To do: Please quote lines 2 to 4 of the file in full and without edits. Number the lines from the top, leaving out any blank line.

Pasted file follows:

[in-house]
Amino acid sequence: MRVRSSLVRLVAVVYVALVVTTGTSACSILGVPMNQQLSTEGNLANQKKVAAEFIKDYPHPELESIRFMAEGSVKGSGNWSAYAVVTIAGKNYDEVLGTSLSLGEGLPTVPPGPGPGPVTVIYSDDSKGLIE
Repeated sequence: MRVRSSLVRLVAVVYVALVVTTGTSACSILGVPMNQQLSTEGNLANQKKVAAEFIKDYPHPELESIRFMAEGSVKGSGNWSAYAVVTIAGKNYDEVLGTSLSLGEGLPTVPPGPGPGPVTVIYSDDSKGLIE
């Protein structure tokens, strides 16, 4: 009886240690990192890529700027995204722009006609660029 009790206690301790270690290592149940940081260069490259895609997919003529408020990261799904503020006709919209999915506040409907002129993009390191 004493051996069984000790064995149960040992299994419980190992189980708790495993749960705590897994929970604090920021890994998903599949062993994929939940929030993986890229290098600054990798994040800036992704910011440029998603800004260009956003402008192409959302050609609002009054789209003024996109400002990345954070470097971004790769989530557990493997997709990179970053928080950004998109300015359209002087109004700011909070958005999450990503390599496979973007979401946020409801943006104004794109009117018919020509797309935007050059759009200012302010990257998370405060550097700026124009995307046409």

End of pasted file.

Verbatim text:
Amino acid sequence: MRVRSSLVRLVAVVYVALVVTTGTSACSILGVPMNQQLSTEGNLANQKKVAAEFIKDYPHPELESIRFMAEGSVKGSGNWSAYAVVTIAGKNYDEVLGTSLSLGEGLPTVPPGPGPGPVTVIYSDDSKGLIE
Repeated sequence: MRVRSSLVRLVAVVYVALVVTTGTSACSILGVPMNQQLSTEGNLANQKKVAAEFIKDYPHPELESIRFMAEGSVKGSGNWSAYAVVTIAGKNYDEVLGTSLSLGEGLPTVPPGPGPGPVTVIYSDDSKGLIE
């Protein structure tokens, strides 16, 4: 009886240690990192890529700027995204722009006609660029 009790206690301790270690290592149940940081260069490259895609997919003529408020990261799904503020006709919209999915506040409907002129993009390191 004493051996069984000790064995149960040992299994419980190992189980708790495993749960705590897994929970604090920021890994998903599949062993994929939940929030993986890229290098600054990798994040800036992704910011440029998603800004260009956003402008192409959302050609609002009054789209003024996109400002990345954070470097971004790769989530557990493997997709990179970053928080950004998109300015359209002087109004700011909070958005999450990503390599496979973007979401946020409801943006104004794109009117018919020509797309935007050059759009200012302010990257998370405060550097700026124009995307046409």